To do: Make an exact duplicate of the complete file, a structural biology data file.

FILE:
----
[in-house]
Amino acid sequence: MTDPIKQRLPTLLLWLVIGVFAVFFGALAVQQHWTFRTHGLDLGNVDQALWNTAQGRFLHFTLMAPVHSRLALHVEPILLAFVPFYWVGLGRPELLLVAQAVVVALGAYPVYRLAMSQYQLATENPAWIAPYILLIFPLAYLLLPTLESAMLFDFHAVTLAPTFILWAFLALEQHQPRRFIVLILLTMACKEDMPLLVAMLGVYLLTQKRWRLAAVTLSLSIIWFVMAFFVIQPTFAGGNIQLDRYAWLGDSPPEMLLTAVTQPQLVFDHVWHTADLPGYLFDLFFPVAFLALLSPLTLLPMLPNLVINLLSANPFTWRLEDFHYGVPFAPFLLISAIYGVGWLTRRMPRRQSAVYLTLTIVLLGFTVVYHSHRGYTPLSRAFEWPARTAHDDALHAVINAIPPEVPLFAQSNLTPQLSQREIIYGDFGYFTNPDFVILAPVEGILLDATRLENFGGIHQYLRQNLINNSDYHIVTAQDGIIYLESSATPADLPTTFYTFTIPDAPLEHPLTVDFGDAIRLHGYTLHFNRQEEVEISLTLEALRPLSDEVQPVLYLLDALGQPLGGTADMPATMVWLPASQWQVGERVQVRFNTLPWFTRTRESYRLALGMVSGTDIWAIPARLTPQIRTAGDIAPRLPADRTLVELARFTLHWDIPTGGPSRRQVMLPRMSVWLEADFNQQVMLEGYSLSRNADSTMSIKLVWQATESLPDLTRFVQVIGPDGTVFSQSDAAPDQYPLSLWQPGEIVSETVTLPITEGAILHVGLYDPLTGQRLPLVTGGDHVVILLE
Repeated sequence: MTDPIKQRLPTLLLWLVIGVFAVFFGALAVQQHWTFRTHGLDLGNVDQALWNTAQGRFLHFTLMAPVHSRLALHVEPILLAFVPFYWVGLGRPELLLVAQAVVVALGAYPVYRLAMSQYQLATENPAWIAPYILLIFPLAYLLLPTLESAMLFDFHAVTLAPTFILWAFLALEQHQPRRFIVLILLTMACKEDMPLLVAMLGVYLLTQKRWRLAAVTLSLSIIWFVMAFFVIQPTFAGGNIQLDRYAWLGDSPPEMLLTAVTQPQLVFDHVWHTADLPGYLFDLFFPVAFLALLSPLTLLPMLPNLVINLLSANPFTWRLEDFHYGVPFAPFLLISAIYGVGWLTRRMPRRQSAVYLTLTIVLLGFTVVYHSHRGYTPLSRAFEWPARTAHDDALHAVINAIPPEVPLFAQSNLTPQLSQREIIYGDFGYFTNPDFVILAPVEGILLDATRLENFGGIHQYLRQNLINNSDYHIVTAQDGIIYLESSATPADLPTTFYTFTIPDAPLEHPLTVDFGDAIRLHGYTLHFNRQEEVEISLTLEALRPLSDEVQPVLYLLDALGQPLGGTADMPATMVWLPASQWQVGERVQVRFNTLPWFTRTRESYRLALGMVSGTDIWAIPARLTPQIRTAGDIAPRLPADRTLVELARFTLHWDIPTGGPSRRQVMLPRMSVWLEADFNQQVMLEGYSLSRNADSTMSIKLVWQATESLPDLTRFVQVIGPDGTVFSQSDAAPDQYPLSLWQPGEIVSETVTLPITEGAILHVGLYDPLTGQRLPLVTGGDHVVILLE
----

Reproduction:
[in-house]
Amino acid sequence: MTDPIKQRLPTLLLWLVIGVFAVFFGALAVQQHWTFRTHGLDLGNVDQALWNTAQGRFLHFTLMAPVHSRLALHVEPILLAFVPFYWVGLGRPELLLVAQAVVVALGAYPVYRLAMSQYQLATENPAWIAPYILLIFPLAYLLLPTLESAMLFDFHAVTLAPTFILWAFLALEQHQPRRFIVLILLTMACKEDMPLLVAMLGVYLLTQKRWRLAAVTLSLSIIWFVMAFFVIQPTFAGGNIQLDRYAWLGDSPPEMLLTAVTQPQLVFDHVWHTADLPGYLFDLFFPVAFLALLSPLTLLPMLPNLVINLLSANPFTWRLEDFHYGVPFAPFLLISAIYGVGWLTRRMPRRQSAVYLTLTIVLLGFTVVYHSHRGYTPLSRAFEWPARTAHDDALHAVINAIPPEVPLFAQSNLTPQLSQREIIYGDFGYFTNPDFVILAPVEGILLDATRLENFGGIHQYLRQNLINNSDYHIVTAQDGIIYLESSATPADLPTTFYTFTIPDAPLEHPLTVDFGDAIRLHGYTLHFNRQEEVEISLTLEALRPLSDEVQPVLYLLDALGQPLGGTADMPATMVWLPASQWQVGERVQVRFNTLPWFTRTRESYRLALGMVSGTDIWAIPARLTPQIRTAGDIAPRLPADRTLVELARFTLHWDIPTGGPSRRQVMLPRMSVWLEADFNQQVMLEGYSLSRNADSTMSIKLVWQATESLPDLTRFVQVIGPDGTVFSQSDAAPDQYPLSLWQPGEIVSETVTLPITEGAILHVGLYDPLTGQRLPLVTGGDHVVILLE
Repeated sequence: MTDPIKQRLPTLLLWLVIGVFAVFFGALAVQQHWTFRTHGLDLGNVDQALWNTAQGRFLHFTLMAPVHSRLALHVEPILLAFVPFYWVGLGRPELLLVAQAVVVALGAYPVYRLAMSQYQLATENPAWIAPYILLIFPLAYLLLPTLESAMLFDFHAVTLAPTFILWAFLALEQHQPRRFIVLILLTMACKEDMPLLVAMLGVYLLTQKRWRLAAVTLSLSIIWFVMAFFVIQPTFAGGNIQLDRYAWLGDSPPEMLLTAVTQPQLVFDHVWHTADLPGYLFDLFFPVAFLALLSPLTLLPMLPNLVINLLSANPFTWRLEDFHYGVPFAPFLLISAIYGVGWLTRRMPRRQSAVYLTLTIVLLGFTVVYHSHRGYTPLSRAFEWPARTAHDDALHAVINAIPPEVPLFAQSNLTPQLSQREIIYGDFGYFTNPDFVILAPVEGILLDATRLENFGGIHQYLRQNLINNSDYHIVTAQDGIIYLESSATPADLPTTFYTFTIPDAPLEHPLTVDFGDAIRLHGYTLHFNRQEEVEISLTLEALRPLSDEVQPVLYLLDALGQPLGGTADMPATMVWLPASQWQVGERVQVRFNTLPWFTRTRESYRLALGMVSGTDIWAIPARLTPQIRTAGDIAPRLPADRTLVELARFTLHWDIPTGGPSRRQVMLPRMSVWLEADFNQQVMLEGYSLSRNADSTMSIKLVWQATESLPDLTRFVQVIGPDGTVFSQSDAAPDQYPLSLWQPGEIVSETVTLPITEGAILHVGLYDPLTGQRLPLVTGGDHVVILLE